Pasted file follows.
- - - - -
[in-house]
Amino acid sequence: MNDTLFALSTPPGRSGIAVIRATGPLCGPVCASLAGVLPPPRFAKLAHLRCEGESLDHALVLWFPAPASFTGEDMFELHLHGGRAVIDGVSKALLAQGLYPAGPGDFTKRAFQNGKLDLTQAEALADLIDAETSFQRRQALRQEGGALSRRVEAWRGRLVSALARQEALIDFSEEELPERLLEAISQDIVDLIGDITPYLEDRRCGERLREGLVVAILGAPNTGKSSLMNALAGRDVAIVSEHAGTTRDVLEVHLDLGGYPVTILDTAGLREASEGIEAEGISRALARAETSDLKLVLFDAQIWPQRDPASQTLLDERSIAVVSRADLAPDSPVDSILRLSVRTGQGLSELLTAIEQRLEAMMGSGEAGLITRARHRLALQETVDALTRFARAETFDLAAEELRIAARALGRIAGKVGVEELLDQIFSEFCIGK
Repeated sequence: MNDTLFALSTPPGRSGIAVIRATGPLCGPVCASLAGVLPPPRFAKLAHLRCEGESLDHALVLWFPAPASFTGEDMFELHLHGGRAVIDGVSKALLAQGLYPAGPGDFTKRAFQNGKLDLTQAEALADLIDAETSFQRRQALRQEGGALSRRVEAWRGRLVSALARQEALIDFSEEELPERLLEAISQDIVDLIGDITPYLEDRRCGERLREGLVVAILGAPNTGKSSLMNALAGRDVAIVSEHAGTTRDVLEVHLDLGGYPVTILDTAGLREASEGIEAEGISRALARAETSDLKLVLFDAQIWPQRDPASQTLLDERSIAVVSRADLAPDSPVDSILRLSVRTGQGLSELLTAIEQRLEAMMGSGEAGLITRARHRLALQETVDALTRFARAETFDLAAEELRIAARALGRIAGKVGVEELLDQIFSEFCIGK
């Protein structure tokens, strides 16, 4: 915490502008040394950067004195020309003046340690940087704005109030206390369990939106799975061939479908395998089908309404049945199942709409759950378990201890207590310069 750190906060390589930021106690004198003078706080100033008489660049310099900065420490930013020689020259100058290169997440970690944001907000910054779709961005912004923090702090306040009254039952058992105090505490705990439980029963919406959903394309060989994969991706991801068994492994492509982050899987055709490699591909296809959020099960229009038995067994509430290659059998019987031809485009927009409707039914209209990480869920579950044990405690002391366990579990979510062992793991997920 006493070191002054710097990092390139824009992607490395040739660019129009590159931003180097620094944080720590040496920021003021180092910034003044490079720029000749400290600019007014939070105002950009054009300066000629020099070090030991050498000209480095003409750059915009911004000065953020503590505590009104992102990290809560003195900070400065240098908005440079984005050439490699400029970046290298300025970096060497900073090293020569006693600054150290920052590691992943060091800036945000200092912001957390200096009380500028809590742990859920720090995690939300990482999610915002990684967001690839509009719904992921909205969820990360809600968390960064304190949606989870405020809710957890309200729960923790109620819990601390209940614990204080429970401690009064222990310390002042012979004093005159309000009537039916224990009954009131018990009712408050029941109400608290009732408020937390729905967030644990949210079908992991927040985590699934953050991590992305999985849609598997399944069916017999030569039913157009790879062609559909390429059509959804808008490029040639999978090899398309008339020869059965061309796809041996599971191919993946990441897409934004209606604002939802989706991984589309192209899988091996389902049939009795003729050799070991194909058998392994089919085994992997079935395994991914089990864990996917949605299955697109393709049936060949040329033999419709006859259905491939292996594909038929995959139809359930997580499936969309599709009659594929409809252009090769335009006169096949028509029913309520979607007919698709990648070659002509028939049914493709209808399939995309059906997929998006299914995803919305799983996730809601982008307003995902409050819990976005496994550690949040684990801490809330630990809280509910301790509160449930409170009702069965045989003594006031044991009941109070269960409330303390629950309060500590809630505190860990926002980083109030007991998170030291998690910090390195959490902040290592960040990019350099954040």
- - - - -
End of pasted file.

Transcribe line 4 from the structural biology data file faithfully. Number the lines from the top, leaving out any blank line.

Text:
């Protein structure tokens, strides 16, 4: 915490502008040394950067004195020309003046340690940087704005109030206390369990939106799975061939479908395998089908309404049945199942709409759950378990201890207590310069 750190906060390589930021106690004198003078706080100033008489660049310099900065420490930013020689020259100058290169997440970690944001907000910054779709961005912004923090702090306040009254039952058992105090505490705990439980029963919406959903394309060989994969991706991801068994492994492509982050899987055709490699591909296809959020099960229009038995067994509430290659059998019987031809485009927009409707039914209209990480869920579950044990405690002391366990579990979510062992793991997920 006493070191002054710097990092390139824009992607490395040739660019129009590159931003180097620094944080720590040496920021003021180092910034003044490079720029000749400290600019007014939070105002950009054009300066000629020099070090030991050498000209480095003409750059915009911004000065953020503590505590009104992102990290809560003195900070400065240098908005440079984005050439490699400029970046290298300025970096060497900073090293020569006693600054150290920052590691992943060091800036945000200092912001957390200096009380500028809590742990859920720090995690939300990482999610915002990684967001690839509009719904992921909205969820990360809600968390960064304190949606989870405020809710957890309200729960923790109620819990601390209940614990204080429970401690009064222990310390002042012979004093005159309000009537039916224990009954009131018990009712408050029941109400608290009732408020937390729905967030644990949210079908992991927040985590699934953050991590992305999985849609598997399944069916017999030569039913157009790879062609559909390429059509959804808008490029040639999978090899398309008339020869059965061309796809041996599971191919993946990441897409934004209606604002939802989706991984589309192209899988091996389902049939009795003729050799070991194909058998392994089919085994992997079935395994991914089990864990996917949605299955697109393709049936060949040329033999419709006859259905491939292996594909038929995959139809359930997580499936969309599709009659594929409809252009090769335009006169096949028509029913309520979607007919698709990648070659002509028939049914493709209808399939995309059906997929998006299914995803919305799983996730809601982008307003995902409050819990976005496994550690949040684990801490809330630990809280509910301790509160449930409170009702069965045989003594006031044991009941109070269960409330303390629950309060500590809630505190860990926002980083109030007991998170030291998690910090390195959490902040290592960040990019350099954040």